Category Archives: Monuments

Naples: Change is taking place bottom-up

CLEANAP and Friarielli Ribelli volunteers in Piazza Bellini, Naples, on 11 June 2011 (Photo by Maurizio Pannico)

Citizens are on the move

Anthony M. Quattrone

The election of Luigi de Magistris as new mayor of Naples on 31 May 2011 might be having an interesting effect on the participation of Neapolitans in improving their city through a bottom-up approach. Citizens appear to be on the move on several fronts. The Mayor had promised during the election campaign that he would have paid special attention to the points of view expressed by committees and movements, with the purpose of ensuring a higher level of democratic participation in the management of the city. Several committees and movements have taken the Mayor at his word and they have already engaged him through discussions and initiatives on the ground, not even leaving him time to complete the formation of his new city government, which will be announced on 13 June 2011.

A group of fifty citizens led by Rino De Martino, who manages the Treves International bookstore, cleaned up the portico in Piazza del Plebiscito (known as Largo di Palazzo prior to the invasion of the Kingdom of the Two Sicilies in 1860), cutting grass and picking up garbage under the colonnade of the San Francesco di Paola Basilica on 4 June 2011. A week later other citizens, led by a Facebook group called CLEANAP, (the group’s name comes from combining the English verb “to clean” with “Naples”, to form CLEANAP, which is pronounced like the English “clean up”) worked on Piazza Bellini, bringing it back to a spick-and-span condition, while a second group Friarielli Ribelli (“friarielli” refers to a local type of broccoli and “ribelli” means “rebels”) performed “guerilla gardening“, cutting weeds, taking care of the gardens, and planting flowers and plants in the same piazza.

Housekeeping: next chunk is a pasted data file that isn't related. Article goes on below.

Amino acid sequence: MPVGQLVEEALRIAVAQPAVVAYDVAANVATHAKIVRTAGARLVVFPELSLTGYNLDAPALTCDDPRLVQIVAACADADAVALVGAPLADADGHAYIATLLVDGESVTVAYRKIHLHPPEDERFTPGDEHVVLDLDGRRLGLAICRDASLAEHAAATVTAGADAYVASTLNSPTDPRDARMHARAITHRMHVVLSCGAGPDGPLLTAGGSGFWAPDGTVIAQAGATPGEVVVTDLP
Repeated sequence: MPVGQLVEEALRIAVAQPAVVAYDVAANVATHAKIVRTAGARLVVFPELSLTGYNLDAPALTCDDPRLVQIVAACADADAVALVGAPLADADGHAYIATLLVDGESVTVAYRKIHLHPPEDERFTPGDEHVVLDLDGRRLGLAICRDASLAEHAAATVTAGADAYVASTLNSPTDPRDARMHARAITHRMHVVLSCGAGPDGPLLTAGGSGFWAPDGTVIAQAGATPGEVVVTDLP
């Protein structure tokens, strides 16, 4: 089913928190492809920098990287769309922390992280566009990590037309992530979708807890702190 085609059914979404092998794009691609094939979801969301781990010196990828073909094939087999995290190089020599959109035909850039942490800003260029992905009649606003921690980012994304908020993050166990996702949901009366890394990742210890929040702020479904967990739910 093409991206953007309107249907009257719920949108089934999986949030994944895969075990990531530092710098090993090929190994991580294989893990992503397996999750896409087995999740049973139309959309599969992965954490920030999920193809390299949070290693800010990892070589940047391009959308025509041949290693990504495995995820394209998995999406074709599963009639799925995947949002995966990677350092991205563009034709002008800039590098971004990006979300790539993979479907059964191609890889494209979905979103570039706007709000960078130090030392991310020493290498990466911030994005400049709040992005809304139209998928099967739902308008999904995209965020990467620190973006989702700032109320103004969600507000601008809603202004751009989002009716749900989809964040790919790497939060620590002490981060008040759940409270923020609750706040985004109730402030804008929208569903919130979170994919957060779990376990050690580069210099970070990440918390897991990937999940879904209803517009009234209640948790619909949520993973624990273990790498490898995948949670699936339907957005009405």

Citizens are also on the move trying to get the city to put back into use equipment sitting in warehouses or simply made “inactive” through the lack of attention by city administrators and lazy citizens. Angelo Forgione of the V.A.N.T.O. movement (the acronym plays on the Italian word “pride”) is attempting to get the attention of the Mayor and city officials regarding a giant movie screen in Piazza del Plebiscito, whose existence is regularly forgotten every summer. The screen, which is placed underneath the pavement between two famous equestrian statues with the Bourbon kings of Naples, Charles III and Ferdinand IV, can be electronically raised and used for open air movies during the summer. Forgione claims that with a very small investment, the system can be brought back to life.